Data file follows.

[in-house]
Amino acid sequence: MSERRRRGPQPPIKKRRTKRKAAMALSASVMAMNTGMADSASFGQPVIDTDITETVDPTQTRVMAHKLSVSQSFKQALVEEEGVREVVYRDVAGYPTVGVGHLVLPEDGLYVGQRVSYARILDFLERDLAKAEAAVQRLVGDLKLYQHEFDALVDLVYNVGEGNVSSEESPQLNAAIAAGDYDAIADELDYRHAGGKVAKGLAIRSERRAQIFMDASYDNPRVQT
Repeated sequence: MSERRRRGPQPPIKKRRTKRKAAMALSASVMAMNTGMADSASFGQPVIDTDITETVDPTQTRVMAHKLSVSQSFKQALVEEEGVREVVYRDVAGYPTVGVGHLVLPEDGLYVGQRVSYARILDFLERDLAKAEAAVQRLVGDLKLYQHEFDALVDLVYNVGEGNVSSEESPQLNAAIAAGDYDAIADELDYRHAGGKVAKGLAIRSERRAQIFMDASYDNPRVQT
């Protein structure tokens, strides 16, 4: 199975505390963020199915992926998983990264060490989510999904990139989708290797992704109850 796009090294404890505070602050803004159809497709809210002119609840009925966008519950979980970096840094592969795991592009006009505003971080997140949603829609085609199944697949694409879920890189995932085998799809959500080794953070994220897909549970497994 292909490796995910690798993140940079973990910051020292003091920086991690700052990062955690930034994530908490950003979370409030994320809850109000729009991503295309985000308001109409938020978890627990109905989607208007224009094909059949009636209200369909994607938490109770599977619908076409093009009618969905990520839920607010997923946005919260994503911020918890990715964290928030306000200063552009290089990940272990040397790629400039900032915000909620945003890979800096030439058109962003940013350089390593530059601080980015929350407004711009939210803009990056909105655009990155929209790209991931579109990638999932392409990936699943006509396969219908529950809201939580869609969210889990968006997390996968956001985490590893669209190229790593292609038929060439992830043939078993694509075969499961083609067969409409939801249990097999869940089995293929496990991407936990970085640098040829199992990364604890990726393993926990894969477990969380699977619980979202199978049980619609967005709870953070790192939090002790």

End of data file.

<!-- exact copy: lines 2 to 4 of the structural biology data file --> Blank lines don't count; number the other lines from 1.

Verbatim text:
Amino acid sequence: MSERRRRGPQPPIKKRRTKRKAAMALSASVMAMNTGMADSASFGQPVIDTDITETVDPTQTRVMAHKLSVSQSFKQALVEEEGVREVVYRDVAGYPTVGVGHLVLPEDGLYVGQRVSYARILDFLERDLAKAEAAVQRLVGDLKLYQHEFDALVDLVYNVGEGNVSSEESPQLNAAIAAGDYDAIADELDYRHAGGKVAKGLAIRSERRAQIFMDASYDNPRVQT
Repeated sequence: MSERRRRGPQPPIKKRRTKRKAAMALSASVMAMNTGMADSASFGQPVIDTDITETVDPTQTRVMAHKLSVSQSFKQALVEEEGVREVVYRDVAGYPTVGVGHLVLPEDGLYVGQRVSYARILDFLERDLAKAEAAVQRLVGDLKLYQHEFDALVDLVYNVGEGNVSSEESPQLNAAIAAGDYDAIADELDYRHAGGKVAKGLAIRSERRAQIFMDASYDNPRVQT
């Protein structure tokens, strides 16, 4: 199975505390963020199915992926998983990264060490989510999904990139989708290797992704109850 796009090294404890505070602050803004159809497709809210002119609840009925966008519950979980970096840094592969795991592009006009505003971080997140949603829609085609199944697949694409879920890189995932085998799809959500080794953070994220897909549970497994 292909490796995910690798993140940079973990910051020292003091920086991690700052990062955690930034994530908490950003979370409030994320809850109000729009991503295309985000308001109409938020978890627990109905989607208007224009094909059949009636209200369909994607938490109770599977619908076409093009009618969905990520839920607010997923946005919260994503911020918890990715964290928030306000200063552009290089990940272990040397790629400039900032915000909620945003890979800096030439058109962003940013350089390593530059601080980015929350407004711009939210803009990056909105655009990155929209790209991931579109990638999932392409990936699943006509396969219908529950809201939580869609969210889990968006997390996968956001985490590893669209190229790593292609038929060439992830043939078993694509075969499961083609067969409409939801249990097999869940089995293929496990991407936990970085640098040829199992990364604890990726393993926990894969477990969380699977619980979202199978049980619609967005709870953070790192939090002790």